My Challenging Sonerai

I look in my pilot log and I see maybe 25 different types I’ve flown. Certainly my sailplane, a Schreder HP-11, is different and perhaps the D-35 Bonanza I owned. The Bonanza and HP-11 were my first two. You’d think that both having a V-tail made it simpler but it wasn’t so. The multiplying mechanism in the Bonanza was in the aft fuselage. The book said that if you stalled, it put the elevators in neutral before you kick on rudder to stop a spin (it always wanted to spin). If you had the stick forward, the rudder travel was reduced by elevator travel. While that was true, it was never an overriding concern because the multiplying mechanism was generous and a little forgiving.

The HP-11 had the multiplying mechanism under the pilot’s seat and space was very limited. Perhaps for that reason rudder travel was also limited. In ridge lift, sailplanes are flown right on the stall at maybe 45 mph, or say 5 mph faster than stall speed. If you flew out of the ridge lift or mountain wave, the leading wing would stall first and you were in an incipient spin. Now you are only a few hundred feet above the Sutton Mountains, but that’s where the lift is. Mercifully for me I learned to bang on full opposite rudder which usually picked up the stalled wing. If you lowered the nose too, why you’re not going to stop the spin and in you go. It forgiveth nothing.

The Bakeng Deuce I had been flying the last few years was complemented by flying in the C-172, a Jabiru 450, and on one occasion a Stinson 108. I’d stopped flying the Sonerai when the Deuce came my way. Why? Flight prep for a Deuce is you walk around, check fuel and oil, kick tires, do a wig-wag, and fly. Not uncommon to be in the air 30 minutes after arrival.

A Sonerai is a V-class racer. Like the HP-11, it is not forgiving, not at all. Usually I’d spend a day doing a pre-flight and arrive early the next day to re-check everything before takeoff. If one gets to the end of the runway and your eyes turn yellow, taxi back to the hangar and put the cover on. If you are on approach and at any point your approach is not perfect, then go around and get it perfect. If you need to go around 10 times, so be it. Better that than break it.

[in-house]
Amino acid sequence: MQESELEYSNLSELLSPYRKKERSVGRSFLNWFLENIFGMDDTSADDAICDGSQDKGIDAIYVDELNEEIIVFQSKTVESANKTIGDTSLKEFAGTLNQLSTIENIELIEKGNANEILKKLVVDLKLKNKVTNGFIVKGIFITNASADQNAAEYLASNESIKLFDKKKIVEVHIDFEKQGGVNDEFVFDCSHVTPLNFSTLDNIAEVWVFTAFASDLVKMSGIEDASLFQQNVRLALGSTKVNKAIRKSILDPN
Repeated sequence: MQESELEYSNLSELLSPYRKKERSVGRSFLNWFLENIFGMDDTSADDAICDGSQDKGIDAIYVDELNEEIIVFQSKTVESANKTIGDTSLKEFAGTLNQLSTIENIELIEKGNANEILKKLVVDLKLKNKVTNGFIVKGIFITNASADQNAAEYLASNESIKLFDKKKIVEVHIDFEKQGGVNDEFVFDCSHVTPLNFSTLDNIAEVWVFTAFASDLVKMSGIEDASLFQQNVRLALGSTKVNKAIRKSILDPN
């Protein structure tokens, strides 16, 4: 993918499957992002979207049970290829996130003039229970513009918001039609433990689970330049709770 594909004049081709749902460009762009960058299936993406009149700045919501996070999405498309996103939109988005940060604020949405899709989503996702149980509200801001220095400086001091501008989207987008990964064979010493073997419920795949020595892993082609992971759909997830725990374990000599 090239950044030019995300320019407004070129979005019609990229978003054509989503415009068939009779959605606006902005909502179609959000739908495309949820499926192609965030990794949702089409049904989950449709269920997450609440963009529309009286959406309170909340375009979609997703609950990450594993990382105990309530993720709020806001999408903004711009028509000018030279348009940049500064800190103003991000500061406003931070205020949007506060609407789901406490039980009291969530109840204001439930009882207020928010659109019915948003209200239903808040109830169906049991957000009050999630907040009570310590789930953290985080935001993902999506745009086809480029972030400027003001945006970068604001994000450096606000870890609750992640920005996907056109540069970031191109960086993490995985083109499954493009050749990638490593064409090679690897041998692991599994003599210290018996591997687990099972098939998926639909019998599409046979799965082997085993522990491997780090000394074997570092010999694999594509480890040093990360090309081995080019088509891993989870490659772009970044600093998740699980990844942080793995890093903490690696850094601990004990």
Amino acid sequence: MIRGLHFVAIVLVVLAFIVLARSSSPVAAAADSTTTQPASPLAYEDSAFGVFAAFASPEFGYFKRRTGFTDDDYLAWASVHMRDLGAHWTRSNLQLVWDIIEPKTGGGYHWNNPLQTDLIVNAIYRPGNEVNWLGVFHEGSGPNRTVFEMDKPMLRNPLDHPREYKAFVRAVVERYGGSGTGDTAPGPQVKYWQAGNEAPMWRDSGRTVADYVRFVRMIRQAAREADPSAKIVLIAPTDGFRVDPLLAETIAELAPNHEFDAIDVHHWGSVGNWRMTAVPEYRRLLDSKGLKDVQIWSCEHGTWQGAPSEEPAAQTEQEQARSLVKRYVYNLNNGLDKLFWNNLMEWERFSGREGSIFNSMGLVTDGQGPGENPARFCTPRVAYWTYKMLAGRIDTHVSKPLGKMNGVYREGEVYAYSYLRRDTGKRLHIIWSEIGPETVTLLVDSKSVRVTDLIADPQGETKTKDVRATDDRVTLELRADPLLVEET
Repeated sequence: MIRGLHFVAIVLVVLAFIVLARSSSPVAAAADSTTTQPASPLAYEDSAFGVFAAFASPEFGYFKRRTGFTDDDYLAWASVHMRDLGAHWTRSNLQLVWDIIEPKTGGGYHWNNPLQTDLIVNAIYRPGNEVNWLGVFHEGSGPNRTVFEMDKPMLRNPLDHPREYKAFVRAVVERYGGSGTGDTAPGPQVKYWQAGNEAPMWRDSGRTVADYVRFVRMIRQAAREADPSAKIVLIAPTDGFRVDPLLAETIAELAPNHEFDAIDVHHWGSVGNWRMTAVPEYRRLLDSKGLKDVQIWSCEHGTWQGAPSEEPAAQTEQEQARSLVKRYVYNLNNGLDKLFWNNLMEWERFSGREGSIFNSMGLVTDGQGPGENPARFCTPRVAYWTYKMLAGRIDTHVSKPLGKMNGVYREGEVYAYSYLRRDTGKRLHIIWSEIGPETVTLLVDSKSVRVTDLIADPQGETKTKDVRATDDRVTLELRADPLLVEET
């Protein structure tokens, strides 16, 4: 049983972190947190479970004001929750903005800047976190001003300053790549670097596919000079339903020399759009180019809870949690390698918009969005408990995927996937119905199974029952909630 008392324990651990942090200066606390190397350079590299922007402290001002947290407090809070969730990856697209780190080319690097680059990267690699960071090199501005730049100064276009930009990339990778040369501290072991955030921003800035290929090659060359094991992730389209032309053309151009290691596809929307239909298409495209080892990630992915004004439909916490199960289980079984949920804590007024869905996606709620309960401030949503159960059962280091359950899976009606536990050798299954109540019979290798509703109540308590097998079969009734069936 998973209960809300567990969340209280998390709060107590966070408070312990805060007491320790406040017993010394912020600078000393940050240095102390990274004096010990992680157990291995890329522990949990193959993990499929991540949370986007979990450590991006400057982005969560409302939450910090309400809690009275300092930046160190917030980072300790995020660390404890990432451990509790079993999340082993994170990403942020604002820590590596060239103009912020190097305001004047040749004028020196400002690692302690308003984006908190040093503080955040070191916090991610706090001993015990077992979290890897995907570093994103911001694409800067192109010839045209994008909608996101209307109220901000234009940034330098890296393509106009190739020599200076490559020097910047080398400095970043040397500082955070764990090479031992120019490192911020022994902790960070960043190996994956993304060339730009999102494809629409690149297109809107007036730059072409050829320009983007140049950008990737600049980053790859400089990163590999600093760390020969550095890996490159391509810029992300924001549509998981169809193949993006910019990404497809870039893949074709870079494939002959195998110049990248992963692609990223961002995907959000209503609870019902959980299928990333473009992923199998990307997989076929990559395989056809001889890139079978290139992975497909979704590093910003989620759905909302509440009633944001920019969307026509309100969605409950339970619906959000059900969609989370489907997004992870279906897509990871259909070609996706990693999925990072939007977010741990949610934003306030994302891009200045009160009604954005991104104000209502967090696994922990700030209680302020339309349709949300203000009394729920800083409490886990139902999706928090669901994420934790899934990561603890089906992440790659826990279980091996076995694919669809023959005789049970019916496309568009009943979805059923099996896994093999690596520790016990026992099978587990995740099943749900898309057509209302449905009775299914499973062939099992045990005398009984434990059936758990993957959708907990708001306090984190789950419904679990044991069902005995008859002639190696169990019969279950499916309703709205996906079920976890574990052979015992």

It had been two full years since I’d flown the Sonerai. The reason is that Transport Canada asked for flight data with the Jabiru 3300 engine. It topped out at 200 mph at 3300 rpm and 127 hp. When I landed I noticed that the fuselage fabric tapes had pulled off in the air. Fifteen minutes later all the fabric was in a garbage can. Thanks to my fellow chapter members, Jim and Gord, for helping me decide.

In the first flight after two years I could not believe how light and sensitive the controls were. I also was amazed at how high you need to be at the top of final and how much power you need to stay on the glide path. Most of the way down, 1800 rpm works, reducing from 90 mph to 80 mph then 75 over the threshold. I’d forgotten that you don’t really flare, you use some power to assist rounding out at 75. When it touches in the first 500 feet, reduce power and brake like mad. If it doesn’t touch down by 500 feet, use full power and accelerate to 90 then pull up to clear the trees and power lines then climb out at 90.

If you are two up it is heavy enough that it does not balloon if you flare, but settles in nicely.

Turns are initiated one control at a time. You have full-span ailerons and a 40 percent enlarged rudder, so you use enough aileron, get the wings into the turn rate you want, then add rudder smartly to center the ball. If the rudder is not there you can slip off 1,000 feet in no time. If the ball drifts out 30 degrees, you are in pre-stall buffet at 130 mph.

And the list goes on. I’ve flown a Bakeng Deuce for say five years and got really spoiled. It’s an old pilot’s airplane. It has no real sins and can be flown while map reading, or chatting on the intercom.

You set the elevator trim perfectly on the Sonerai and study a map a little, you’ll have lost 1000 feet when you look up. Thank God for ForeFlight. Nothing requires study. A glance tells all.

My calendar says I broke the landing gear off the Deuce on takeoff on August 6. Anybody really need a project? We both walked away. The boys/girls in OPP blue were very polite.

Thus I was motivated to fly the Sonerai again. The Sonerai reminded me that you do not want to be near the stall after takeoff, most especially if there is shear at treetop height. Wind shear can stall you, repeatedly. Stall speed plus 50 percent can give you enough speed to compensate for the shear.

Hindsight is a wonderful thing. If the first time the Deuce dropped a wing, I’d have reduced power and landed, why, I still might have it to fly. Determination may not always be our friend.

I’ve got my eye on another Deuce and/or possibly a Starduster TOO. Whatever else they need, I want some airspeed after liftoff. It can keep your gear attached. I hear tell that the Deuce I’m looking at has 40 more horsepower than the last one. Power compensates for many sins as well.

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